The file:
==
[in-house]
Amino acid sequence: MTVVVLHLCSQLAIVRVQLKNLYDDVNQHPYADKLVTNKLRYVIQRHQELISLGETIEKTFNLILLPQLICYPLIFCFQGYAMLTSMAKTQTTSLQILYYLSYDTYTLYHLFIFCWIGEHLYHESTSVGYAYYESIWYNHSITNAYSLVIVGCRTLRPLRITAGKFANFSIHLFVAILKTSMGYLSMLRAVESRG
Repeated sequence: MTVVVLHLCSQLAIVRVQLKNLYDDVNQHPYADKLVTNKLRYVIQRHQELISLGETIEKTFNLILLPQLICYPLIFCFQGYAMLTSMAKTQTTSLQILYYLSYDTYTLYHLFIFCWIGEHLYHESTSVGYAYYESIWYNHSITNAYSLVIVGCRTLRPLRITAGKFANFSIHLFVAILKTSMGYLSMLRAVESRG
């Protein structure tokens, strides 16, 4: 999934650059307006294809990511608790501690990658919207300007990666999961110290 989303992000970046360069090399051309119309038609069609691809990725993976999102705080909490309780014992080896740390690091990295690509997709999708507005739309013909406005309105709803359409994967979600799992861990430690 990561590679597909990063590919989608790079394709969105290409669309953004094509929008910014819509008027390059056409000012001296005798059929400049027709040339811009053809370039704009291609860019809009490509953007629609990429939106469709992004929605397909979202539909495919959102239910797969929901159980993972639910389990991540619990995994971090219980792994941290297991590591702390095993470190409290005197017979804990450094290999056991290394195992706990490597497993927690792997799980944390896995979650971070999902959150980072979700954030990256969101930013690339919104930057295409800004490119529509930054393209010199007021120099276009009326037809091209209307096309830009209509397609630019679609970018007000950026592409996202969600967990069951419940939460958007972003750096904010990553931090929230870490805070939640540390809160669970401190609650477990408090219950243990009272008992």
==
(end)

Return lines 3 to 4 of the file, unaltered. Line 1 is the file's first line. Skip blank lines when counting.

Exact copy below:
Repeated sequence: MTVVVLHLCSQLAIVRVQLKNLYDDVNQHPYADKLVTNKLRYVIQRHQELISLGETIEKTFNLILLPQLICYPLIFCFQGYAMLTSMAKTQTTSLQILYYLSYDTYTLYHLFIFCWIGEHLYHESTSVGYAYYESIWYNHSITNAYSLVIVGCRTLRPLRITAGKFANFSIHLFVAILKTSMGYLSMLRAVESRG
């Protein structure tokens, strides 16, 4: 999934650059307006294809990511608790501690990658919207300007990666999961110290 989303992000970046360069090399051309119309038609069609691809990725993976999102705080909490309780014992080896740390690091990295690509997709999708507005739309013909406005309105709803359409994967979600799992861990430690 990561590679597909990063590919989608790079394709969105290409669309953004094509929008910014819509008027390059056409000012001296005798059929400049027709040339811009053809370039704009291609860019809009490509953007629609990429939106469709992004929605397909979202539909495919959102239910797969929901159980993972639910389990991540619990995994971090219980792994941290297991590591702390095993470190409290005197017979804990450094290999056991290394195992706990490597497993927690792997799980944390896995979650971070999902959150980072979700954030990256969101930013690339919104930057295409800004490119529509930054393209010199007021120099276009009326037809091209209307096309830009209509397609630019679609970018007000950026592409996202969600967990069951419940939460958007972003750096904010990553931090929230870490805070939640540390809160669970401190609650477990408090219950243990009272008992």